Email Newsletter icon, E-mail Newsletter icon, Email List icon, E-mail List icon Sign up for our Email Newsletter
For Email Newsletters you can trust

Thursday
Dec172009

NYC, Ep. 21

Holiday hysteria filled the air at LDM NYC, Ep. 21, and participants and audience members (and audience members turned participants) seemed more than eager to inhale. Admission was free and rounds were fast; as fast, in fact, as “an atmospheric discharge of electricity accompanied by thunder” (Wikipedia).

Host and Opium’s own Todd Zuniga ushered in the first round, explaining the unique elements of the night. Representing four different holidays, the readers were allotted a skimpy four-minute time limit each. Reader James Yeh (of Gigantic), representing Tomb Sweeping Day, kicked off the proceedings with a story springing from a woman’s dubious interest in the existence of a Chinese tax system. Literary merit judge Ben Greenman (The New Yorker) expressed fondness for Yeh’s repetition of dialogue tags, citing their help in keeping him attentive.

 

Judges Ben Greenman (speaking), Devorah Rose and Jared Bloom

Representing National Share Your Porn with Young People Day, Jason Helm recounted a new roommate’s increasingly explicit revelations about his penchant for gay male erotica. The judges gave their praises for the story, and for Helm’s outfit, notably featuring a flannel shirt and vintage belt buckle, which performance judge Devorah Rose (Social Life magazine) deemed sexy. In what Greenman called the closest call in literary death match history, the judges picked Yeh as the finalist for round one.

Damning convention and laughing about it, Zuniga then suggested skipping intermission. The manic audience showed its support, and round two was quickly underway.

Terese Svoboda (Weapons Grade), representing National Talk Like Maple Syrup Day, read a piece composed of interacting voices. Though she didn’t grace attendees with impressions of each voice, Greenman applauded Svoboda’s skill in distinguishing between them through prose.

The second contestant of the round was Elna Baker (The New York Regional Mormon Singles Halloween Dance), who represented Halloween and told a tale of misfortune caused by a fortune cookie. More specifically, it was a fortune cookie costume, and the misfortune was its accidental transformation into a vagina, unbeknownst to Baker as she made her way to a Mormon singles dance. The judges extolled the story’s virtues, and intangibles judge Jared Bloom (Full Ginsburg) offered a solution to the dilemma should it ever occur at a singles dance for Jews: fold the vagina back, forming a hamantaschen. In what Greenman called the newest, closest call in literary death match history, the judges announced Baker as finalist for round two.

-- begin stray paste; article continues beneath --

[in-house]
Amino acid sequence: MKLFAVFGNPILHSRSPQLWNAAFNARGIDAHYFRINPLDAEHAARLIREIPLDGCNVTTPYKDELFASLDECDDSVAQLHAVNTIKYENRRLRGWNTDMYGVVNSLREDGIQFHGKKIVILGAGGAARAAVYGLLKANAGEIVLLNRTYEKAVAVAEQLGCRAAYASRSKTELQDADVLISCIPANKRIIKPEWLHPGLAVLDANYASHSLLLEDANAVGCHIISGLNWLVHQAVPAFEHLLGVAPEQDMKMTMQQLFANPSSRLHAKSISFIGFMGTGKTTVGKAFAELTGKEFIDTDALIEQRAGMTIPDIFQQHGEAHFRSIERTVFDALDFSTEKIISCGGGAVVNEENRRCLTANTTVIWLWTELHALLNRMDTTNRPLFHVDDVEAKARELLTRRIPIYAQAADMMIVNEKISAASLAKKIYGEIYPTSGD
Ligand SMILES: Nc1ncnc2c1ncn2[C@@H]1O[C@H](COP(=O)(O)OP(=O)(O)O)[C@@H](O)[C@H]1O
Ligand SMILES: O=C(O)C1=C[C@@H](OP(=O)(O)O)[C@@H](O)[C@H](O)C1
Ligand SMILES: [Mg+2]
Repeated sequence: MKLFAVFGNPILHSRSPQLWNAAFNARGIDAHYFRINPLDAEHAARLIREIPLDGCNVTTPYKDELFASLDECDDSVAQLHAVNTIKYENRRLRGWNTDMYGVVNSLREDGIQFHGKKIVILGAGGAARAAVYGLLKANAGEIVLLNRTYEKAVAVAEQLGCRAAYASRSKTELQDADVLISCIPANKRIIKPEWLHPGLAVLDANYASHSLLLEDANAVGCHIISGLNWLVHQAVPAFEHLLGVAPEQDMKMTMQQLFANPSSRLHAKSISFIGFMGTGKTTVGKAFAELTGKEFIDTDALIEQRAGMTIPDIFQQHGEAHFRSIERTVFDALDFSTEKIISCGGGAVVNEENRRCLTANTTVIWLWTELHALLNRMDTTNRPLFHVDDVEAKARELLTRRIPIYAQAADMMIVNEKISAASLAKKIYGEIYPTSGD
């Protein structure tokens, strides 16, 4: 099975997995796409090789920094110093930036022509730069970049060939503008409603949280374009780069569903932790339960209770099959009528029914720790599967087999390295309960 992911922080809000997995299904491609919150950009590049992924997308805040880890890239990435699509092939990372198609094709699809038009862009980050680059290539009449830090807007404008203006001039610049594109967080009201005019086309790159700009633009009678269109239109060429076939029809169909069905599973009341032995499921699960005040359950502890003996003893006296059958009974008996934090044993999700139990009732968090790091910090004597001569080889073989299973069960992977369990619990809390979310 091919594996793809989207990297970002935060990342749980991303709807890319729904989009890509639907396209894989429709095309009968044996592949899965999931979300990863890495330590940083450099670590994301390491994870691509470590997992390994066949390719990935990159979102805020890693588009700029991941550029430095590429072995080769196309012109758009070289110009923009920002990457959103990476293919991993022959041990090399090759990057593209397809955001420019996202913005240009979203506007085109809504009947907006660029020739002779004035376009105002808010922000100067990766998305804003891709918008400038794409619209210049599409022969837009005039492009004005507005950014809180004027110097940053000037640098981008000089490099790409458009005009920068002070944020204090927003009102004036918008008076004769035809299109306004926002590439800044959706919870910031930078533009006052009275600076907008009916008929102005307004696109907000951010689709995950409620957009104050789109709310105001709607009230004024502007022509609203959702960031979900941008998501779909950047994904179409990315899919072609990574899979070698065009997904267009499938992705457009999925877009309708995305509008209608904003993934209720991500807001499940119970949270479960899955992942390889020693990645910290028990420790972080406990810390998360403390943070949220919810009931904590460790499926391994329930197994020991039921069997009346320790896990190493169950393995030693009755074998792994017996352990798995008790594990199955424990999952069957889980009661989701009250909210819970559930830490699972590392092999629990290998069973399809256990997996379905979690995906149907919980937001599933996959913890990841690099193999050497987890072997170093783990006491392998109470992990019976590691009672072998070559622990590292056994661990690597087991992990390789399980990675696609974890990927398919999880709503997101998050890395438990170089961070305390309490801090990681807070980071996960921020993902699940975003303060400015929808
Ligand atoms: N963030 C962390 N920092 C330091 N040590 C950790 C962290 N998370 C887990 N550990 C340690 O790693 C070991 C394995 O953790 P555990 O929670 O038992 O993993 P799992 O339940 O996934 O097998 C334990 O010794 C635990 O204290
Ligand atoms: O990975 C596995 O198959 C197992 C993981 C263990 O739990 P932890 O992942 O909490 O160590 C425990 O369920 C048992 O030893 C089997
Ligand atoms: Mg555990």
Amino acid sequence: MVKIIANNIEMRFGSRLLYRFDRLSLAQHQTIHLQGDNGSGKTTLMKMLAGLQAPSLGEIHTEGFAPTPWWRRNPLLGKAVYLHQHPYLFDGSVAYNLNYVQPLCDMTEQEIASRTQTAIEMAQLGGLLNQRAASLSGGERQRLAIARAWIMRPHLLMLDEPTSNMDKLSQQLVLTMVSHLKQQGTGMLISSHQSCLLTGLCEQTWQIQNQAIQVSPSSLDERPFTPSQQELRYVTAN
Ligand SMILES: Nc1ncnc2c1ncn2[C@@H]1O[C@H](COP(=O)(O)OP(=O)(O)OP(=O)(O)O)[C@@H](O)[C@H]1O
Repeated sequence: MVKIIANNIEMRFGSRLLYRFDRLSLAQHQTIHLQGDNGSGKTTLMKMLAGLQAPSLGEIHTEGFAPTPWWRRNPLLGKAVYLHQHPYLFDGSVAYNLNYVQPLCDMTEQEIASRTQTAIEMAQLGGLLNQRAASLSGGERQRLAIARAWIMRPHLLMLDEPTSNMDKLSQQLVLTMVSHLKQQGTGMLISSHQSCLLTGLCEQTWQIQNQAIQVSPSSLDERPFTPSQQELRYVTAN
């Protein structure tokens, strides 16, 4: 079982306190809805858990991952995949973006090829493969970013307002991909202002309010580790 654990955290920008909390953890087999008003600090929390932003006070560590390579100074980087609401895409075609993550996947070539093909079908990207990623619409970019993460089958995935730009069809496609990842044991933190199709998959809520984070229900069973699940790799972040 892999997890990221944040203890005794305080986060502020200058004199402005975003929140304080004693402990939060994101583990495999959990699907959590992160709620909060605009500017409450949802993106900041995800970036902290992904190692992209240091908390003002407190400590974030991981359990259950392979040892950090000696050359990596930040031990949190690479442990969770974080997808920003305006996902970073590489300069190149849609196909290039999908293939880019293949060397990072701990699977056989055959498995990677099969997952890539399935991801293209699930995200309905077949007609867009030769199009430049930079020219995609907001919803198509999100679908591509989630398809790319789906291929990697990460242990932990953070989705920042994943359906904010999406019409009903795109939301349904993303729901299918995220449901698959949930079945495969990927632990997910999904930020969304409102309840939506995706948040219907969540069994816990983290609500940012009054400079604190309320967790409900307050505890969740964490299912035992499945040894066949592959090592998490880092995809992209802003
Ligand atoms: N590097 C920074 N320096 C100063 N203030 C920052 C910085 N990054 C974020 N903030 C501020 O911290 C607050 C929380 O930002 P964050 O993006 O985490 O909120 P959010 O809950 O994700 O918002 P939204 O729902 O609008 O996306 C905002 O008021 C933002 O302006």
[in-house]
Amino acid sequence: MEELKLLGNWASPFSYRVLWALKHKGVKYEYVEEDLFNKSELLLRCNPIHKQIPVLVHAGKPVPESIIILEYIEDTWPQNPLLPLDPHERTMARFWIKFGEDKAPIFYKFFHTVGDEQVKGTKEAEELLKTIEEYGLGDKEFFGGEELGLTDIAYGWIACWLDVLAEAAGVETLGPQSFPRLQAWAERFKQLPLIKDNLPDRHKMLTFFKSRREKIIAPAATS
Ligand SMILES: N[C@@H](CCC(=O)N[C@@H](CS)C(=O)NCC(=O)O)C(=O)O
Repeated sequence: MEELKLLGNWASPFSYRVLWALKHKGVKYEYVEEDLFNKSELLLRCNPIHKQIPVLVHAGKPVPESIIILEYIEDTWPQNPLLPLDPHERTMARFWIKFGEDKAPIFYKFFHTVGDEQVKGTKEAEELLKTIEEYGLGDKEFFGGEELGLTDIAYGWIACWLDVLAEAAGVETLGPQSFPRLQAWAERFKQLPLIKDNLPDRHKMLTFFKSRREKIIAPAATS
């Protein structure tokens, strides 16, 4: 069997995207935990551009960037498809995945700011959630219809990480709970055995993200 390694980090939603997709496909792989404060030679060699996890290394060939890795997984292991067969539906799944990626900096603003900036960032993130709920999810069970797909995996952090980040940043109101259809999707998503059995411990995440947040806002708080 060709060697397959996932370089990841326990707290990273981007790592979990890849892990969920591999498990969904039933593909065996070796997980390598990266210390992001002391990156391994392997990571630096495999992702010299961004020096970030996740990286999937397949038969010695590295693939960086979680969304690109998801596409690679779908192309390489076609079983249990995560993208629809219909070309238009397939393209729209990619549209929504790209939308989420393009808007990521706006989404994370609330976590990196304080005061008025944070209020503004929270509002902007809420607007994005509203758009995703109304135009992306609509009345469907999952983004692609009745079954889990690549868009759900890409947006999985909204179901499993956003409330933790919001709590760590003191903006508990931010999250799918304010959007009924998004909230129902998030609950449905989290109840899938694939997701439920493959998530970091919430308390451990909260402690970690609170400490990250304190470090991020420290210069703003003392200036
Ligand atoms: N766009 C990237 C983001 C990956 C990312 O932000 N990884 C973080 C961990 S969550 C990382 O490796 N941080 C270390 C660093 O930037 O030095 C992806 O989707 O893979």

Elna Baker wins over the audience and the judges

The finale pitted Yeh and Baker against each other in a battle of mad lib Christmas caroling. Each was supplied with a team of audience members, and despite a host of grammatical confusions, the 3-judge panel (also from the audience) was able to pick out a winner in Baker for her team’s rendition of Frosty the Snowman. Watch it now!

LDM NYC, Ep. 21: Mad Libs Holiday Karaoke! from Opium Magazine on Vimeo.

 

 

 

Sponsored by: Against Nature

LDM & Opium9 Sponsors

References (1)

References allow you to track sources for this article, as well as articles that were written in response to this article.
  • Response
    It is very true that never anything in the society remains lasting and secure because everything has an end and never keeps remain. Nut there is very necessary to know that learning to the relevant very important and essential because you continues learning keep your things in the form of everlasting. ...

Reader Comments (1)

Looking forward to it - I've heard good things about Jason Helm!

December 15, 2009 | Unregistered CommenterFiona Wellington

PostPost a New Comment

Enter your information below to add a new comment.

My response is on my own website »
Author Email (optional):
Author URL (optional):
Post:
 
Some HTML allowed: <a href="" title=""> <abbr title=""> <acronym title=""> <b> <blockquote cite=""> <code> <em> <i> <strike> <strong>